TranslingualEdit

Proper nounEdit

Sappho f

  1. A taxonomic genus within the family Trochilidae – the red-tailed comet.

HypernymsEdit

HyponymsEdit

ReferencesEdit


EnglishEdit

 
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EtymologyEdit

From Ancient Greek Σαπφώ (Sapphṓ).

PronunciationEdit

Proper nounEdit

Sappho

  1. An Ancient Greek female name, particularly borne by a poetess from Lesbos who lived between 630 and 570 BC (exact dates unknown).
  2. (astronomy) 80 Sappho, a main belt asteroid.

TranslationsEdit

AnagramsEdit


LatinEdit

EtymologyEdit

From Ancient Greek Σαπφώ (Sapphṓ).

PronunciationEdit

Proper nounEdit

Sapphō f sg (variously declined, genitive Sapphūs or Sapphōnis); fourth declension, third declension

  1. Sappho
    • (Can we date this quote?), Plinius, Naturalis Historia, lib. XXII, cap. IX, num. 20; in: Pliny Natural History with an English translation in ten volumes Volume VI Libri XX-XXIII By W. H. S. Jones, 1951, page 308f.:
      ob hoc et Phaonem Lesbium dilectum a Sappho, multa circa hoc non Magorum solum vanitate, sed etiam Pythagoricorum.
      This, it is said, is how Phaon of Lesbos too won the love of Sappho, there being much idle trifling on this subject not only among the Magi but also among the Pythagoreans.d
      d As is suggested by the punctuation of Detlefsen and Mayhoff, this sentence is taken to be part of the indirect speech, with multa ablative. With a full stop at Sappho, it could be taken as a comment of Pliny, with multa neuter plural.
    • (Can we date this quote?), Guntherus Cisterciensis, De oratione jejunio et eleemosyna libri tredecim, lib. III, cap. V; in: Patrologiae cursus completus sive bibliotheca universalis, integra, uniformis, commoda, oeconomica, omnium SS. patrum, doctorum scriptorumque ecclesiaticorum. Series secunda. Patrologiae tomus CCXII, edited by J.-P. Migne, 1855, col. 131:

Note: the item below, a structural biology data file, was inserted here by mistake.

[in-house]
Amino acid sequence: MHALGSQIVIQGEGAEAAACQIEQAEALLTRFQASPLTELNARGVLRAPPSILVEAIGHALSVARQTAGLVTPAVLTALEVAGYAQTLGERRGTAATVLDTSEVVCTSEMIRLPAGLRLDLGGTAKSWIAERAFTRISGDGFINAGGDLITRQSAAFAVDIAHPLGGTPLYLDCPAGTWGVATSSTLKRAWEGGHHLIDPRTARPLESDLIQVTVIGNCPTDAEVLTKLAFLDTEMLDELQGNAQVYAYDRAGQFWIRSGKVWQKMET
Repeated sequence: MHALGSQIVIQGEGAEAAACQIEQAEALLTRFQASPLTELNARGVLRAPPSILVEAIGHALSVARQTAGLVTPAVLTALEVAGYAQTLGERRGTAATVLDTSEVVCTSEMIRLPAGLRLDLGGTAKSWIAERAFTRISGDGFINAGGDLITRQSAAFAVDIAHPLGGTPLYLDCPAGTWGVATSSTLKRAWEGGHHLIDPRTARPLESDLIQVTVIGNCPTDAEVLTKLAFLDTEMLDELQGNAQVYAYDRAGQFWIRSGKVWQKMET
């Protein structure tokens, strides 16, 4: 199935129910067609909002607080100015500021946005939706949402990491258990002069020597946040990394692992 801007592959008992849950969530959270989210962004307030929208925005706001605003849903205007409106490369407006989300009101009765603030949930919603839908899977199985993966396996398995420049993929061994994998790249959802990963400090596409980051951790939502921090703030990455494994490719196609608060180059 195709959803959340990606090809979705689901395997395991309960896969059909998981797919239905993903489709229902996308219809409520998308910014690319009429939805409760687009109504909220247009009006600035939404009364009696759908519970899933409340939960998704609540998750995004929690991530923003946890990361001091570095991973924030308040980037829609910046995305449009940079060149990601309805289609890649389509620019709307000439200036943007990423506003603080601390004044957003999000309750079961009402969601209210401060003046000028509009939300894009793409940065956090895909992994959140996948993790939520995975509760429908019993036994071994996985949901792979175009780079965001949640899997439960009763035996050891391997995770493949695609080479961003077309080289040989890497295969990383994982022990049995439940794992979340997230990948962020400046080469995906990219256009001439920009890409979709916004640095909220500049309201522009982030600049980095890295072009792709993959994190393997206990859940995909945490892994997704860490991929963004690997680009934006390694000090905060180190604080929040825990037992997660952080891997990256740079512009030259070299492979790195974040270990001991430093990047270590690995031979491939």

Curiose afficiunt, quae ipso auditu libidinem incitant, ut lyrica Sapphonis, elegiae Nasonis, comoediae Menandri, Plauti vel Terentii.

DeclensionEdit

Fourth-declension noun (all cases except the genitive singular in ), singular only.

Case Singular
Nominative Sapphō
Genitive Sapphūs
Dative
Accusative Sapphō
Ablative Sapphō
Vocative Sapphō
  • In Late Latin a genitive Sapphō is attested.
    • Hieronymus, Praefatio in Job; in: Mélanges théologiques historiques et moraux empruntés des œuvres de Saint Jérome, et traduits en français, avec le texte en regard, par F.-Z. Collombet. Tome second, 1842, p. 138:
      Quod si cui videtur incredulum, metra scilicet esse apud Hebraeos, et in morem nostri Flacci, Graecique Pindari, et Alcaei, et Sappho, vel Psalterium, vel Lamentationes Jeremiae, vel omnia ferme Scripturarum cantica comprehendi, legat Philonem, Josephum, Originem, Caesariensem Eusebium, et eorum testimonio me verum dicere comprobabit.
      And if it seem incredible to any one that the Hebrews really have metres, and that, whether we consider the Psalter or the Lamentations of Jeremiah, or almost all the songs of Scripture, they bear a resemblance to our Flaccus, and the Greek Pindar, and Alcæus, and Sappho, let him read Philo, Josephus, Origen, Eusebius of Cæsarea, and with the aid of their testimony he will find that I speak the truth. (Nicene and Post-Nicene Fathers (series II, volume 6))

In Medieval and New Latin it is also declined like this:
Third-declension noun, singular only.

Case Singular
Nominative Sapphō
Genitive Sapphōnis
Dative Sapphōnī
Accusative Sapphōnem
Ablative Sapphōne
Vocative Sapphō

Related termsEdit

ReferencesEdit